As expected, the aryl alkyl ethers were less reactive in comparison to the dialkyl ethers, owing to the electron withdrawing nature of the arene ring (and thus lower carbocation stabilizing ability of the aryl ether oxygen). The benzyl ether-enone 9 gave no reaction even under the highly activating conditions using BF3·Et2O and ethylene glycol (Scheme 3A). Thus, we examined the alkenes with two electron-withdrawing groups (compounds of type I, Scheme 3B), and found that these substrates underwent the desired HT-cyclization in the presence of Sc(OTf)3. The corresponding N-arylamines (compounds of type II) are much more reactive in comparison and are known to undergo HT-cyclization either thermally or in the presence of acid catalysts (these reactions are often referred to as the “tert-amino effect”).8,9 To the best of our knowledge, the HT-cyclization has not been previously reported with phenol-derived substrates.10
The desired substrates were synthesized in short order by the alkylation of the phenol, followed by the Knoevenagel condensation with the selected carbonyl partner (Scheme 4). We chose substrate 13 to examine an array of Lewis acids and to optimize the reaction conditions (Table 1). As noted above, the aryl ether substrates are quite unreactive as seen from low or no conversion with many Lewis acids. Importantly, complete conversion of the starting material and excellent isolated yield of the desired product was accomplished by heating with Sc(OTf)3 as the catalyst. It should be noted that no reaction was observed in the absence of catalyst under these conditions (Table 1, entry 1), which stands in contrast to the corresponding tert-amine substrates that are known to undergo the HT-cyclization upon heating.8,9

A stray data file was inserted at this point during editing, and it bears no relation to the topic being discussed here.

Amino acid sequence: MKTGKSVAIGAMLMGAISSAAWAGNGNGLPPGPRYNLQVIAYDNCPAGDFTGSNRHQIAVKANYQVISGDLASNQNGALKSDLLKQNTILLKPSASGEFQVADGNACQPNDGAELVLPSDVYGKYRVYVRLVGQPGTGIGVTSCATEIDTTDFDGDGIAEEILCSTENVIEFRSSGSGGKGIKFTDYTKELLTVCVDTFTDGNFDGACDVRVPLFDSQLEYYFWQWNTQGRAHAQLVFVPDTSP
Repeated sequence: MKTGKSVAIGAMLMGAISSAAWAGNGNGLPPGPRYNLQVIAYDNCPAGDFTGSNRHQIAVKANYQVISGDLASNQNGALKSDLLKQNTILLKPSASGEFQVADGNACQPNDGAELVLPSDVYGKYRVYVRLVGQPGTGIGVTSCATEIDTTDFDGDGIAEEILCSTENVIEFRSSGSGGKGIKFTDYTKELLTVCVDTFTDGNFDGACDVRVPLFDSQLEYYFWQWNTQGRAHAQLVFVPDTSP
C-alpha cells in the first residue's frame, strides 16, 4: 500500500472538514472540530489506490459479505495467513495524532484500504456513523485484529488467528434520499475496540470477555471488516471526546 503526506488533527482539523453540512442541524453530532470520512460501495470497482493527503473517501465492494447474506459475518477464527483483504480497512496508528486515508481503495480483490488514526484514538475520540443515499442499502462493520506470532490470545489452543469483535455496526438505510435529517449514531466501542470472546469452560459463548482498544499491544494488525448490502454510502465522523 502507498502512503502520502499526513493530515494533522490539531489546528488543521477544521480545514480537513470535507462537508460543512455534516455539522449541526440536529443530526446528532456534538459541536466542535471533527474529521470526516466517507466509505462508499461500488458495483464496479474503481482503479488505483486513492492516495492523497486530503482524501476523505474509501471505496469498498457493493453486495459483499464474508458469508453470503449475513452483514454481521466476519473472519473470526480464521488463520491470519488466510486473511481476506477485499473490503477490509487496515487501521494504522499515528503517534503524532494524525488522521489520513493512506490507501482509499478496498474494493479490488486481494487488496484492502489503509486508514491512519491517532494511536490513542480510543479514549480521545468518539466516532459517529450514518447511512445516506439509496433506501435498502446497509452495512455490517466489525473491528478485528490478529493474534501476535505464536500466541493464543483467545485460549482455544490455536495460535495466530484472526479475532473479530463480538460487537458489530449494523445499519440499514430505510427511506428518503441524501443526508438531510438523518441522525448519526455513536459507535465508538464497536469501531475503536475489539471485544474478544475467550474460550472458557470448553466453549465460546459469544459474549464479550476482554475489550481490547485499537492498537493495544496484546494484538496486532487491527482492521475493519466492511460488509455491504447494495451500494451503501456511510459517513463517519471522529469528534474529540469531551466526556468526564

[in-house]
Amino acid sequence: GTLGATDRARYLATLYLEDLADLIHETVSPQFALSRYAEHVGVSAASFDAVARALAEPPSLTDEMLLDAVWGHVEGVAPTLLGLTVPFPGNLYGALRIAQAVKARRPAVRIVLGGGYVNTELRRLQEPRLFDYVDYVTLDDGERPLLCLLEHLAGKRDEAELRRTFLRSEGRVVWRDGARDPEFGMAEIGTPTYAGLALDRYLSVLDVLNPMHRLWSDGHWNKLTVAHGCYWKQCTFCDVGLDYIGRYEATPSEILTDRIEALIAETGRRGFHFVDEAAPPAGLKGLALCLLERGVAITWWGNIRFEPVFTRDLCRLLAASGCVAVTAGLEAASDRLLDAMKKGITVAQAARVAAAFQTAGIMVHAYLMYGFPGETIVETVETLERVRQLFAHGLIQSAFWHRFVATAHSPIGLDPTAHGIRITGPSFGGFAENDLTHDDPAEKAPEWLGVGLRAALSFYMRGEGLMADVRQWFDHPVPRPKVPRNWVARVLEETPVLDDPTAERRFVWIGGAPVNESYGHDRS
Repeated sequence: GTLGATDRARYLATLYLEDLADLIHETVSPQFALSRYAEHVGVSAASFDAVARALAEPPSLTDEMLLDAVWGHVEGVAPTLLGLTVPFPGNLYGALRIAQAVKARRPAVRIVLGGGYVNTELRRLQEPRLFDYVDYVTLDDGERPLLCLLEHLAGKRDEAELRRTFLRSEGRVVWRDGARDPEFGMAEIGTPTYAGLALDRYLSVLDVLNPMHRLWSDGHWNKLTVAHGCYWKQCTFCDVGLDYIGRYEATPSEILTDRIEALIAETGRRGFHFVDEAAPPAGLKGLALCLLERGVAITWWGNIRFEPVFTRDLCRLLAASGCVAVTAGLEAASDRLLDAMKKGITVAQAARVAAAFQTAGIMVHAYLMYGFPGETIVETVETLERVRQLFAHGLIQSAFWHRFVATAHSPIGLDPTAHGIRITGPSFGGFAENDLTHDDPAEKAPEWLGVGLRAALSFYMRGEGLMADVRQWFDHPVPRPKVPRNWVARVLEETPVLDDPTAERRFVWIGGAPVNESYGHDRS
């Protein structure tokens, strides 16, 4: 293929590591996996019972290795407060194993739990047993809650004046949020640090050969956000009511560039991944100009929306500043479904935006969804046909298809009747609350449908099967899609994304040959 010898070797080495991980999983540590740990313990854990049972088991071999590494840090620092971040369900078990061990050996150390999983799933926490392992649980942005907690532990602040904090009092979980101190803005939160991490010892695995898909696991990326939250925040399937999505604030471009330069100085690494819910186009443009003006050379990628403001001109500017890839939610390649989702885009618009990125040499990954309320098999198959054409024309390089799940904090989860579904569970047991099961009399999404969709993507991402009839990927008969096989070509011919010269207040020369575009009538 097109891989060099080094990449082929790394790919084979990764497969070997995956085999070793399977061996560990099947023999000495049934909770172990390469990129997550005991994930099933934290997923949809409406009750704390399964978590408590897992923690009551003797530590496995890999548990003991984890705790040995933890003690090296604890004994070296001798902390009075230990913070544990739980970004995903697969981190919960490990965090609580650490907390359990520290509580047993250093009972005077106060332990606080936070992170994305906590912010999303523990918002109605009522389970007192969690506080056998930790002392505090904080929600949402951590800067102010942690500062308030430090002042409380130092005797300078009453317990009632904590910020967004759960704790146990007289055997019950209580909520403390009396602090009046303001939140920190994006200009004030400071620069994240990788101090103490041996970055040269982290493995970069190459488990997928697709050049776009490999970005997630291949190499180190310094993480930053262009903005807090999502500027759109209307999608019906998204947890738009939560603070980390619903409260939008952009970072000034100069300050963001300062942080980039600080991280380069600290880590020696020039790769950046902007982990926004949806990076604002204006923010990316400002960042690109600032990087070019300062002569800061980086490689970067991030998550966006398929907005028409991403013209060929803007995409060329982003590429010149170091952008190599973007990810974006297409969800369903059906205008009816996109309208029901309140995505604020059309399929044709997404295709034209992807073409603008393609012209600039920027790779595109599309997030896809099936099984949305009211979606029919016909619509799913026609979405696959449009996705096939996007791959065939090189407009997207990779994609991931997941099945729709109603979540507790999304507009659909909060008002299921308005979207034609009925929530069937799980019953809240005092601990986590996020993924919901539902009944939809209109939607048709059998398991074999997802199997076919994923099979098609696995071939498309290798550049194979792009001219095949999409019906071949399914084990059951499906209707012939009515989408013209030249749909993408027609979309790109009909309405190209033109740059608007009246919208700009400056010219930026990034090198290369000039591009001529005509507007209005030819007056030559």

We next focused our efforts on exploring the substrate scope with respect to the hydride donor and acceptor components of the substrate. The HT-cyclization occurred readily with cyclic and acyclic aliphatic ethers to afford excellent yields of the dihydrobenzopyran products (Table 2, entries 1 and 2). The benzyl ether 17 (Table 2, entry 3), however, gave lower yield and required increased catalyst loading, which is likely due to the cleavage of the benzyl ether bond. The low efficiency of the HT-cyclization of the allyl ether substrate 19 is in part due to a competing Claisen rearrangement.11
In regard to the hydride acceptor component, the best results were obtained with the di-ester substrates such as compounds 13 and 15 or the keto-ester substrates such as 21. The diketone substrates with cyclic and acyclic hydride donor moieties did undergo the HT-cyclization (Table 2, entries 6 and 7), but in these cases a significant amount of the product was lost to competing side reactions (see Supporting Information). The keto-sulphone 27 was also converted to the expected product 28, albeit in modest yield due to lower reactivity under these reaction conditions (Table 2, entry 8).